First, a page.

Blue Marble - September 2009

Imaging Global Warming

| Tue Sep. 15, 2009 5:00 AM EDT

"I don't really know what a ton of carbon dioxide looks like." US Representative Michael Burgess,  R-TX, during markup of HR 2454, House Committee on Energy & Commerce.

It should surprise no one that Representative Burgess voted against the American Clean Energy and Security Act of 2009 (ACES) when the historic climate bill narrowly passed the US House, just a day or so after the Texas Republican complained that he couldn't see the offending green house gas. If you can't see it; how do you know it's real?

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Doctors Overwhelmingly Favor Public Option

| Mon Sep. 14, 2009 9:58 PM EDT

A poll conducted by the New England Journal of Medicine found that nearly 80 percent of American doctors favor the public option in health care reform. The Journal mailed a confidential questionnaire to 2,000 practicing US physicians 65 or younger to explore whether they endorse a public role for the profession.

Respondents were asked to indicate their agreement or disagreement with the following statements:
 

  1. Addressing societal health policy issues, as important as that may be, falls outside the scope of my professional obligations as a physician
  2. Every physician is professionally obligated to care for the uninsured and underinsured
  3. I would favor limiting reimbursement for expensive drugs and procedures if that would help expand access to basic health care for those currently lacking such care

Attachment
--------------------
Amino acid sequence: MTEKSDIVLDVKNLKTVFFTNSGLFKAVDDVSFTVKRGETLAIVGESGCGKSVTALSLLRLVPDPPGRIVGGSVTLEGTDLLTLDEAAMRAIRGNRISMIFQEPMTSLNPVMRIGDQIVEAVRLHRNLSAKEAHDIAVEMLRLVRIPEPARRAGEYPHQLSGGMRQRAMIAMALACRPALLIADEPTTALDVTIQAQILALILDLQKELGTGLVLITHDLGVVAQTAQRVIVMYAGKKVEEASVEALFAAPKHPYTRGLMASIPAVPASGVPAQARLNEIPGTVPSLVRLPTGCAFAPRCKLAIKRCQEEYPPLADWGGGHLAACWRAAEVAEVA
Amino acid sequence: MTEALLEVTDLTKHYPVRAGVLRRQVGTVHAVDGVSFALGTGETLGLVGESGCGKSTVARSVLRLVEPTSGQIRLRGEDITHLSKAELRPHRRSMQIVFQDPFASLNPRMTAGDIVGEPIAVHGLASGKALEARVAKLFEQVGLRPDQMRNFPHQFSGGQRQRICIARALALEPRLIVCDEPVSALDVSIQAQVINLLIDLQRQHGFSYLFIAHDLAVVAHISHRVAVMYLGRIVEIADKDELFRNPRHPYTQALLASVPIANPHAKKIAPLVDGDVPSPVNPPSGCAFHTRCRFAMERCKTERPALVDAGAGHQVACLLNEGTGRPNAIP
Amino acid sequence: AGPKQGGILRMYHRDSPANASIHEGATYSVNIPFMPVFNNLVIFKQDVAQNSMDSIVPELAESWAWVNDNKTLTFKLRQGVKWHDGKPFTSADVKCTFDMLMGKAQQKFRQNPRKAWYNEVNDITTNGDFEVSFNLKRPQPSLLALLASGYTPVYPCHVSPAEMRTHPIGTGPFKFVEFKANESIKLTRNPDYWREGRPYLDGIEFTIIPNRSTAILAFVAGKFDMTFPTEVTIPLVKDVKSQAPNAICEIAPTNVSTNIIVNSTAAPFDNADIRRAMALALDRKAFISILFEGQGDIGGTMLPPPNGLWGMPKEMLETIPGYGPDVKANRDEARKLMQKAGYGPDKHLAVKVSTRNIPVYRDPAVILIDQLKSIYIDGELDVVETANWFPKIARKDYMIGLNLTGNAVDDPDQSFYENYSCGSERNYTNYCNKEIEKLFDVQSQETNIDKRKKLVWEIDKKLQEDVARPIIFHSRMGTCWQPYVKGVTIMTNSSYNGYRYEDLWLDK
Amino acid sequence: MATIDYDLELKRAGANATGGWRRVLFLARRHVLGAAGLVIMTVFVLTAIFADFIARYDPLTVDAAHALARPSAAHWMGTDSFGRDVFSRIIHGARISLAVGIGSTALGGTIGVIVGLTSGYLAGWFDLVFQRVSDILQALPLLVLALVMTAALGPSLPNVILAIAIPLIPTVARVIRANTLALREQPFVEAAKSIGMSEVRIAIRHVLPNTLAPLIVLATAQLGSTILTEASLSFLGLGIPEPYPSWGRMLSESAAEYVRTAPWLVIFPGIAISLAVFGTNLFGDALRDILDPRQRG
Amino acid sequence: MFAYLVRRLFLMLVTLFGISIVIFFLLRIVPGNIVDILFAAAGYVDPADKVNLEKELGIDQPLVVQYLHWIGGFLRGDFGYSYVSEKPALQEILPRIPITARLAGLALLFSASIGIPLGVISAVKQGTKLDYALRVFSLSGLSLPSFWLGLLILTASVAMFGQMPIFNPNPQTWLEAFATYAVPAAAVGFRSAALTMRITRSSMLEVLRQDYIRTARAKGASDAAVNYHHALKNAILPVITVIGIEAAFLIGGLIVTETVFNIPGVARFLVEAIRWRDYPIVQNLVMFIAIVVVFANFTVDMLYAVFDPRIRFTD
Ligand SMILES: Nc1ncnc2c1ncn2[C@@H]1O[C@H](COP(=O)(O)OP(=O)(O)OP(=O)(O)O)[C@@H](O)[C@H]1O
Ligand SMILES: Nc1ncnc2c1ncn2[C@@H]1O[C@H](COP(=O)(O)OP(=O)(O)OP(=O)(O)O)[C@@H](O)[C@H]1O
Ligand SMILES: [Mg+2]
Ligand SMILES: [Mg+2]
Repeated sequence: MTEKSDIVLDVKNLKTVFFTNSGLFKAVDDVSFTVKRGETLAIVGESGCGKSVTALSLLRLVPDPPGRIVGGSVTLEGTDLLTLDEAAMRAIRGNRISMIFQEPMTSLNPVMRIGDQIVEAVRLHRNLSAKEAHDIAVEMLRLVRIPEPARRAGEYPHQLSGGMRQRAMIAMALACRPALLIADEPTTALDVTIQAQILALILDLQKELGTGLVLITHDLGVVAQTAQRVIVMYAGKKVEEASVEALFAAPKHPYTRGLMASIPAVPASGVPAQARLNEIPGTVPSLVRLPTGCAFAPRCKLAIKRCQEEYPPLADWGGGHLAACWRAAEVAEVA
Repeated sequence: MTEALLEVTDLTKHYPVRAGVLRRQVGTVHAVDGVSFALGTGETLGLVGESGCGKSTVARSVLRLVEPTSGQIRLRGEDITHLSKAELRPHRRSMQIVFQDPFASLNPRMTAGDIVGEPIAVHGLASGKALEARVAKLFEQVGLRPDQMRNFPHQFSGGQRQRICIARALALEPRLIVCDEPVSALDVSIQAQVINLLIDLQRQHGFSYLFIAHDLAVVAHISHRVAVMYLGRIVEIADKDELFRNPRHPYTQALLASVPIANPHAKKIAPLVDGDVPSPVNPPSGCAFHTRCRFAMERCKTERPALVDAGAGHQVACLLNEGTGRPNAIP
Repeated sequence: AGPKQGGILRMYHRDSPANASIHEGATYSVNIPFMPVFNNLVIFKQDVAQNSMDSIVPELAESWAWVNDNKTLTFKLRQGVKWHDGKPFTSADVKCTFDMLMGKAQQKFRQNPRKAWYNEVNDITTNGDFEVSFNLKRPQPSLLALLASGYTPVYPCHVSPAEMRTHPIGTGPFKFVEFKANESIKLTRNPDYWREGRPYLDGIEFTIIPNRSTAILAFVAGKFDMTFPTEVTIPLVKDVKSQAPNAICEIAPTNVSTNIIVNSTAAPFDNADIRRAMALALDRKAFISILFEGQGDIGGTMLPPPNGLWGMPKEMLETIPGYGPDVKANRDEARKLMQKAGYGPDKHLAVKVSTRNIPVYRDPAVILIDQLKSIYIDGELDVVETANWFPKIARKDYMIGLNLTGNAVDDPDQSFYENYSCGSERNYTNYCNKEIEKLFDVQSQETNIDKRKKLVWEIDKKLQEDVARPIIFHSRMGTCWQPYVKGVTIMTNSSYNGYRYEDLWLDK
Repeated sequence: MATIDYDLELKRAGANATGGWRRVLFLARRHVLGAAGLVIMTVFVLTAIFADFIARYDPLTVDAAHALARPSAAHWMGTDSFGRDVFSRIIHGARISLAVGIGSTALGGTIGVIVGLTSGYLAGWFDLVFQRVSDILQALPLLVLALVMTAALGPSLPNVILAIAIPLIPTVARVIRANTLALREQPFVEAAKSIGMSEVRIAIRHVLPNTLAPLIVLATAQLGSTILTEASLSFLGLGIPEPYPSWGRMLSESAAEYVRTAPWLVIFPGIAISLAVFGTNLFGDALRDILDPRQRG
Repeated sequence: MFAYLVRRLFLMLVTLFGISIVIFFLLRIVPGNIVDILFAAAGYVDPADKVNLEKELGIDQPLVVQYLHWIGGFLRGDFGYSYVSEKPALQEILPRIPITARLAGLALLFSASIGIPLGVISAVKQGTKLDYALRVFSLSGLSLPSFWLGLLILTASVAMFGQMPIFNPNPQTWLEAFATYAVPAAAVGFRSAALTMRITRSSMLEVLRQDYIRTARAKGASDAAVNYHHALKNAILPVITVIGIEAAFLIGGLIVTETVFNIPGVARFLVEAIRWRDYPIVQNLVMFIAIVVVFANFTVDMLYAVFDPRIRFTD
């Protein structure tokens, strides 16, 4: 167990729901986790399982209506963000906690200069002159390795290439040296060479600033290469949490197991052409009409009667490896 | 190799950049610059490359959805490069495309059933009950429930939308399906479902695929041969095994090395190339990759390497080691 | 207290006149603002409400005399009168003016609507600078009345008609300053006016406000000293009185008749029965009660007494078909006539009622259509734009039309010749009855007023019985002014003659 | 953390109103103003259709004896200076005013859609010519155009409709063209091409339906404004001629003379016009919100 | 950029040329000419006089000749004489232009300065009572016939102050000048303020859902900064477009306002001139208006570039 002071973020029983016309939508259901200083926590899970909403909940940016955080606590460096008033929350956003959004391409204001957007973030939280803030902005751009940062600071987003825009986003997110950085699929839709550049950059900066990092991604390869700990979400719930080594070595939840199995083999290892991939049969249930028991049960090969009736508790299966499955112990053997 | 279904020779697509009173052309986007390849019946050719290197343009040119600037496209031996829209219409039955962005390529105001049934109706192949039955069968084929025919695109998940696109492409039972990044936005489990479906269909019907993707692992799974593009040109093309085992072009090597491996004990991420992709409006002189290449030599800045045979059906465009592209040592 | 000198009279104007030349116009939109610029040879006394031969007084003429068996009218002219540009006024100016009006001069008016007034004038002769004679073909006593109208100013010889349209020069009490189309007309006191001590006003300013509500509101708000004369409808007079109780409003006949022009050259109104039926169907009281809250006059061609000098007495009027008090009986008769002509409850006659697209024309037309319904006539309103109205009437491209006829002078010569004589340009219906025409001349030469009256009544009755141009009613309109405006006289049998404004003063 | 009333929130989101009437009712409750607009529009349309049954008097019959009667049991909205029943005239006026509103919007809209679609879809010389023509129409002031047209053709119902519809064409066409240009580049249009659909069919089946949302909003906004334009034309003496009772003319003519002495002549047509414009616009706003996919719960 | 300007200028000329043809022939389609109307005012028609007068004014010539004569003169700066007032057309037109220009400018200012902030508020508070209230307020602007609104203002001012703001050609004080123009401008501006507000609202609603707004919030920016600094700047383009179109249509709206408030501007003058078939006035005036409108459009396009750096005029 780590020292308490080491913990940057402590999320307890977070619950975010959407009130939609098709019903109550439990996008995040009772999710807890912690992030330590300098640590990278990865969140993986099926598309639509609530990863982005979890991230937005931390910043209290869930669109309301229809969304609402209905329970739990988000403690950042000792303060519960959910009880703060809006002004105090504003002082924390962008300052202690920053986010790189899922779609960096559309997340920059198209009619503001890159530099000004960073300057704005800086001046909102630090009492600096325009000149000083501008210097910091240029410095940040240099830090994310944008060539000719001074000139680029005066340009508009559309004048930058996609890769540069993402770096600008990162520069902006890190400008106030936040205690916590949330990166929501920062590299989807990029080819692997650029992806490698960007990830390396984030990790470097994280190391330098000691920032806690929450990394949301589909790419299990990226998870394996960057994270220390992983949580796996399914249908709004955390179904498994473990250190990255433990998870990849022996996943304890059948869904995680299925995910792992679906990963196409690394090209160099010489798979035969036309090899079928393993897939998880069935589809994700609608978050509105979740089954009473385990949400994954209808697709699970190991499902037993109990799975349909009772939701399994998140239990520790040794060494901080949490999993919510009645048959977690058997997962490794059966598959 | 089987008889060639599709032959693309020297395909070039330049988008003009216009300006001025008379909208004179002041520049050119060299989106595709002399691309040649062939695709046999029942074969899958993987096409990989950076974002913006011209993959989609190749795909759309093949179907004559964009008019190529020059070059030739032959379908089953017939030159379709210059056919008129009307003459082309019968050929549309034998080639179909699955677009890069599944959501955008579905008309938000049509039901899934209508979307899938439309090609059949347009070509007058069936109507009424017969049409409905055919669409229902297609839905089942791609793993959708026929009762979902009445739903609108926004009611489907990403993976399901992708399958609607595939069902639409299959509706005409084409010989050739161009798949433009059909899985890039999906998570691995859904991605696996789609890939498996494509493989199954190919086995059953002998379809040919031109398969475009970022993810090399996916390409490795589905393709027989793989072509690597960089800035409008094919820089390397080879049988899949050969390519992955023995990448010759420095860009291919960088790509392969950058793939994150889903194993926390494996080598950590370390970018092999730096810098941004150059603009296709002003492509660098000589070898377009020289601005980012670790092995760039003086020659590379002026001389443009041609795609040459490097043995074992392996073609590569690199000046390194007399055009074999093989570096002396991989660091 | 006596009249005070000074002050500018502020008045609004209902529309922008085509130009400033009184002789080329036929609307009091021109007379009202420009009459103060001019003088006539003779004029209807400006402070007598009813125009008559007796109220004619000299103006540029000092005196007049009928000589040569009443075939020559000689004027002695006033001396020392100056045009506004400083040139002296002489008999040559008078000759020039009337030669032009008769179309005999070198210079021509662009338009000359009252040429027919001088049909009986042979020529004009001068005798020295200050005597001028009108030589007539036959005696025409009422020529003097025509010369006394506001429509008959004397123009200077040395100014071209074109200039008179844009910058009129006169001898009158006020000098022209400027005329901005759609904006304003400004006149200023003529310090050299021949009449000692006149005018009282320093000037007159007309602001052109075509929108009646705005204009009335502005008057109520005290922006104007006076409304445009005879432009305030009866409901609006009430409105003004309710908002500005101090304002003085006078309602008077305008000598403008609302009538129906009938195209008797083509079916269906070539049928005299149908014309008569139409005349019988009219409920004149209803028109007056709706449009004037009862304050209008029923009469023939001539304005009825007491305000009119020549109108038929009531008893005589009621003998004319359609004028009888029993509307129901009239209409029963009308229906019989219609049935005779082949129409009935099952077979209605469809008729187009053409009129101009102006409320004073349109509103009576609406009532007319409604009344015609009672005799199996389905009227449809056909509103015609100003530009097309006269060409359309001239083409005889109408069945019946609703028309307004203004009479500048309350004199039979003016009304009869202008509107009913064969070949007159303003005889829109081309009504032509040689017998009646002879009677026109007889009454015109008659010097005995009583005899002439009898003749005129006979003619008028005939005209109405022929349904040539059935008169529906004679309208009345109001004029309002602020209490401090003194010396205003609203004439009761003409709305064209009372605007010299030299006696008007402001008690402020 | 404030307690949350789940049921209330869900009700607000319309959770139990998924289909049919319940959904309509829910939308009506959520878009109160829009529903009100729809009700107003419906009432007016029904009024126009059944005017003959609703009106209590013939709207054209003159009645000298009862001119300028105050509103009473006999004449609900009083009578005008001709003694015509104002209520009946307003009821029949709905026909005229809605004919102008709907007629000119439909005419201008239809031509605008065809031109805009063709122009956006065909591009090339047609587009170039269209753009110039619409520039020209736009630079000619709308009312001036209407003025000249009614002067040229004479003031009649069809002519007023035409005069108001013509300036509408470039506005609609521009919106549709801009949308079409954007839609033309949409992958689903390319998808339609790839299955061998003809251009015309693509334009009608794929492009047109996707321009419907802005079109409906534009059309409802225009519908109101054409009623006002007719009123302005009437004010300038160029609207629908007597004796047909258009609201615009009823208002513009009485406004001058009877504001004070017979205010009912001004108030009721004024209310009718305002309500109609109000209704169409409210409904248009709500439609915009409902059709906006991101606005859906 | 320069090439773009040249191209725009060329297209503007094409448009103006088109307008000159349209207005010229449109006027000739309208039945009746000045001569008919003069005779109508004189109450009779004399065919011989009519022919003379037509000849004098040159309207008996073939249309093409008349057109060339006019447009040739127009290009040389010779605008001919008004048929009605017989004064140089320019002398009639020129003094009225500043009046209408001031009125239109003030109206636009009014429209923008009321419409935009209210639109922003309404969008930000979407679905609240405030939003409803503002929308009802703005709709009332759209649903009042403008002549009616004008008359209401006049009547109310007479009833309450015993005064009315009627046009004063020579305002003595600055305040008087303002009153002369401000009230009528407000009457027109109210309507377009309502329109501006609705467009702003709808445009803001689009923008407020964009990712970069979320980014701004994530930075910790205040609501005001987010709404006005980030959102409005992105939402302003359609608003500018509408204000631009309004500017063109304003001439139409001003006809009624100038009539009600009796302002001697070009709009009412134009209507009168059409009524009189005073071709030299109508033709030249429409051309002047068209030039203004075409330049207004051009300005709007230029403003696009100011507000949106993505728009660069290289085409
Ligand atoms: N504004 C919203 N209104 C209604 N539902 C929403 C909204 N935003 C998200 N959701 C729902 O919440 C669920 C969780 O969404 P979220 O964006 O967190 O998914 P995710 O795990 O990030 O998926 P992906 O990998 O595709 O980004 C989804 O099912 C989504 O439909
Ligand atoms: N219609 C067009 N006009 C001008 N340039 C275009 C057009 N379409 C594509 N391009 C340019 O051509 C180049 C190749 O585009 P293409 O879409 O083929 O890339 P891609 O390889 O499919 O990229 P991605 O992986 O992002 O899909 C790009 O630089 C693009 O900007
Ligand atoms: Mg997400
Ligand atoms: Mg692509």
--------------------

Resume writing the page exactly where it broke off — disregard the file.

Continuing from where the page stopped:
The Journal also asked physicians to indicate whether they objected to using cost-effectiveness data to determine which treatments will be offered to patients.More than half the doctors answered. The results:
 

  • A large majority (78%) agreed that physicians have a professional obligation to address societal health policy issues
  • Majorities agreed that every physician is professionally obligated to care for the uninsured or underinsured (73%)
  • Most doctors were willing to accept limits on reimbursement for expensive drugs and procedures for the sake of expanding access to basic health care (67%)

Physicians were divided almost equally about cost-effectiveness analysis. More than half (54%) reported having a moral objection to using such data "to determine which treatments will be offered to patients."

Interestingly, age, race, and region didn't seem to affect opinions. Female doctors were more likely than males to object to using cost-effectiveness data to guide treatment decisions but otherwise did not differ on other questions.

There were differences in opinion based on the doctor's specialty. Surgeons, procedural specialists, and those in nonclinical specialties were all significantly less likely than primary care providers to favor reform that expands access to basic health care by reducing reimbursement for expensive drugs and procedures.

There were also consistent differences between self-described liberals and conservatives. The 28% of physicians who called themselves conservative were consistently less enthusiastic about professional responsibilities pertaining to health care reform.